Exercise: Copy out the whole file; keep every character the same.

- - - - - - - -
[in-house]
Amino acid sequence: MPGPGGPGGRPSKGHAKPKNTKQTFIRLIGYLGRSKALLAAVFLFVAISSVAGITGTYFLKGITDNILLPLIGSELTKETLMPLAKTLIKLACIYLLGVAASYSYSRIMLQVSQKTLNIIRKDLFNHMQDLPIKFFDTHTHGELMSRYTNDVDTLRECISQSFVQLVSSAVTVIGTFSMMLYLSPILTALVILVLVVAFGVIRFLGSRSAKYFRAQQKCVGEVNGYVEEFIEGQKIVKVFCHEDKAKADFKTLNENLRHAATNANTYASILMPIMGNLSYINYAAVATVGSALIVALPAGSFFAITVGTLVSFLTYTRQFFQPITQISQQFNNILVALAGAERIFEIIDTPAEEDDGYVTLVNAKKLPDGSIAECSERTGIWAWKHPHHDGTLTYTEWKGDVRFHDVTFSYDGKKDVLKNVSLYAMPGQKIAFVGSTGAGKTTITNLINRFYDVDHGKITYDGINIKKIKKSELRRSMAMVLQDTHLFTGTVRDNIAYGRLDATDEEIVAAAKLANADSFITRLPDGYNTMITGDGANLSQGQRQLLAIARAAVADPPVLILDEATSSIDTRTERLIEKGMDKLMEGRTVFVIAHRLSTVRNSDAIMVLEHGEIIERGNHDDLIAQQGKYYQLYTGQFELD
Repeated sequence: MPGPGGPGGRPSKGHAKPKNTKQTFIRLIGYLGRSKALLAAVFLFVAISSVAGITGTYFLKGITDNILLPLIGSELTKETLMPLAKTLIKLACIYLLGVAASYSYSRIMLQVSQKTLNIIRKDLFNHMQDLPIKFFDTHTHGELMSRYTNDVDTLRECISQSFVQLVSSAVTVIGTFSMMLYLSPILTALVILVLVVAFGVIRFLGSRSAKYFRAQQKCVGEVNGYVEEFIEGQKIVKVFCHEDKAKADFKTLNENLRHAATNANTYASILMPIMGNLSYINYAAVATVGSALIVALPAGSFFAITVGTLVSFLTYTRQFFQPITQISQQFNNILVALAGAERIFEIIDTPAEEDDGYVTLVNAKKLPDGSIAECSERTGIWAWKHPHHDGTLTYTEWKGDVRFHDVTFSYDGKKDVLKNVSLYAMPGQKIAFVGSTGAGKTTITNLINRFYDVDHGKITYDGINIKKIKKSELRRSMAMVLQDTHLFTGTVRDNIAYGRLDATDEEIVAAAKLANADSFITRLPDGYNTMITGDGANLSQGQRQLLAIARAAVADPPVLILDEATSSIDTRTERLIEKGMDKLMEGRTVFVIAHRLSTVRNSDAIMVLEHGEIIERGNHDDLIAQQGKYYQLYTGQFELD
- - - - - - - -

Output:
[in-house]
Amino acid sequence: MPGPGGPGGRPSKGHAKPKNTKQTFIRLIGYLGRSKALLAAVFLFVAISSVAGITGTYFLKGITDNILLPLIGSELTKETLMPLAKTLIKLACIYLLGVAASYSYSRIMLQVSQKTLNIIRKDLFNHMQDLPIKFFDTHTHGELMSRYTNDVDTLRECISQSFVQLVSSAVTVIGTFSMMLYLSPILTALVILVLVVAFGVIRFLGSRSAKYFRAQQKCVGEVNGYVEEFIEGQKIVKVFCHEDKAKADFKTLNENLRHAATNANTYASILMPIMGNLSYINYAAVATVGSALIVALPAGSFFAITVGTLVSFLTYTRQFFQPITQISQQFNNILVALAGAERIFEIIDTPAEEDDGYVTLVNAKKLPDGSIAECSERTGIWAWKHPHHDGTLTYTEWKGDVRFHDVTFSYDGKKDVLKNVSLYAMPGQKIAFVGSTGAGKTTITNLINRFYDVDHGKITYDGINIKKIKKSELRRSMAMVLQDTHLFTGTVRDNIAYGRLDATDEEIVAAAKLANADSFITRLPDGYNTMITGDGANLSQGQRQLLAIARAAVADPPVLILDEATSSIDTRTERLIEKGMDKLMEGRTVFVIAHRLSTVRNSDAIMVLEHGEIIERGNHDDLIAQQGKYYQLYTGQFELD
Repeated sequence: MPGPGGPGGRPSKGHAKPKNTKQTFIRLIGYLGRSKALLAAVFLFVAISSVAGITGTYFLKGITDNILLPLIGSELTKETLMPLAKTLIKLACIYLLGVAASYSYSRIMLQVSQKTLNIIRKDLFNHMQDLPIKFFDTHTHGELMSRYTNDVDTLRECISQSFVQLVSSAVTVIGTFSMMLYLSPILTALVILVLVVAFGVIRFLGSRSAKYFRAQQKCVGEVNGYVEEFIEGQKIVKVFCHEDKAKADFKTLNENLRHAATNANTYASILMPIMGNLSYINYAAVATVGSALIVALPAGSFFAITVGTLVSFLTYTRQFFQPITQISQQFNNILVALAGAERIFEIIDTPAEEDDGYVTLVNAKKLPDGSIAECSERTGIWAWKHPHHDGTLTYTEWKGDVRFHDVTFSYDGKKDVLKNVSLYAMPGQKIAFVGSTGAGKTTITNLINRFYDVDHGKITYDGINIKKIKKSELRRSMAMVLQDTHLFTGTVRDNIAYGRLDATDEEIVAAAKLANADSFITRLPDGYNTMITGDGANLSQGQRQLLAIARAAVADPPVLILDEATSSIDTRTERLIEKGMDKLMEGRTVFVIAHRLSTVRNSDAIMVLEHGEIIERGNHDDLIAQQGKYYQLYTGQFELD